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Johannes Benjamin Bernabe. (Photo: PCC)
Johannes Benjamin Bernabe. (Photo: PCC)

PCC eyes cement firms in anti-trust investigation

By Luis Leoncio 

The Philippine Competition Commission (PCC) is investigating anti-competitive practices in the cement industry, PCC Commissioner Johannes Benjamin Bernabe said in a forum last week. 

He said PCC’s Competition Enforcement Office has found “indications of anti-competitive agreements” in the local cement industry.

Bernabe added that the Competition Enforcement Office is continuing its study and investigation, but he added tthat he PCC has not yet established that there is cartel in the industry.

In August 2016, former Department of Trade and Industry (DTI) undersecretary and now Laban Konsyumer Inc. president Victorio Mario Dimagiba filed an affidavit-complaint against the Cement Manufacturers Association of the Philippines (CeMAP) president Ernesto Ordoñez in the antitrust body.

Dimagiba’s complaint alleged that Ordoñez, in his capacity as president of CeMAP, LaFarge Holcim Philippines, Inc., and Republic Cement and Building Materials Inc., violated provisions in the Philippine Competition Act by engaging in anti competitive agreements.

“These allegations were the basis of PCC to investigate the cement industry,” Bernabe said.

“We found reasonable grounds to believe that anti competitive acts or practices have been committed,” he added noting that this made the Commission to proceed to conduct a full administrative investigation.

The PCC also reminded businesses to comply with the provisions of the Philippine Competition Act (PCA) or face hefty fines and penalties.

PCC Chairman Arsenio Balisacan said that, with the transitory period ending on August 8, businesses that still do not comply with the provisions of the PCA could be meted out with substantial fines and penalties.

“The PCA provides a two-year transitory period to allow affected parties time to renegotiate agreements or restructure their businesses to comply with the PCA. Upon expiration of the transitory period on Aug. 8, 2017, an existing business structure, conduct, practice or any act which violates the PCA shall be subject to the administrative civil and criminal penalties,” Balisacan said.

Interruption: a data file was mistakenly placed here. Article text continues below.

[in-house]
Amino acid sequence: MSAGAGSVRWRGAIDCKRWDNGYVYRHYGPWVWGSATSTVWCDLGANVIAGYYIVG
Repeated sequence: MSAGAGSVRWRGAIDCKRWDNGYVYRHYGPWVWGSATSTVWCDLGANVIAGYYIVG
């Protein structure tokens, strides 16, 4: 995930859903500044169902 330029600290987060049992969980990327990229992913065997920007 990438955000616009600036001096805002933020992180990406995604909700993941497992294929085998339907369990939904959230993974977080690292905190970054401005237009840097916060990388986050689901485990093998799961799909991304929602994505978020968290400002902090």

Balisacan said after due notice and hearing, the PCC may impose administrative fines of up to P100 million on the first offense and up to P250 million on the second offense.

“Aside from the fines, the penalty of imprisonment of up to seven years may be imposed by the courts upon directors and officials of any corporation involved in an anti-competitive agreement,” he added.

Illegal acts under the PCA include anti-competitive agreements such as cartels and bid rigging; abuse of dominance; and anti-competitive mergers and acquisitions.

Balisacan said the PCC has so far received a total of 26 queries and complaints for possible anti-competitive conduct in various industries, three of which have advanced to preliminary inquiry and subsequently progressed to full administrative investigation.

He said there are those in the manufacturing sector, public services sector, and agriculture sector.

The PCC and the Office of the Ombudsman (OMB) also forged a partnership to boost detection, investigation, and prosecution of anti-competitive conducts.

In a statement, the PCC said the partnership targets a solid campaign against bid riggers, price fixers, and cartels in government procurement and projects.

Since the OMB has jurisdiction over public sector and the PCC, over anti-competitive conducts in the private sector, the two agencies can converge its their efforts versus bid rigging, which is punishable under Section 14 of the PCA.

“There are significant synergies and complementary of the two agencies in pursuing a shared mandate to detect and penalize misconduct. We expect this partnership between the OMB and the PCC to provide a big boost in promoting integrity both in the public and corporate sectors,” PCC Commissioner El Cid Butuyan said.

“The PCC may look into cases where market leaders bag large scale transactions while government officials receive payoffs by providing cover for anti-competitive conduct,” the anti-trust body said.

Penalties for conducting bid rigging range from P100 million to P250 million, as well as criminal penalties of two to seven years of imprisonment and a fine of P50 million to P250 million.

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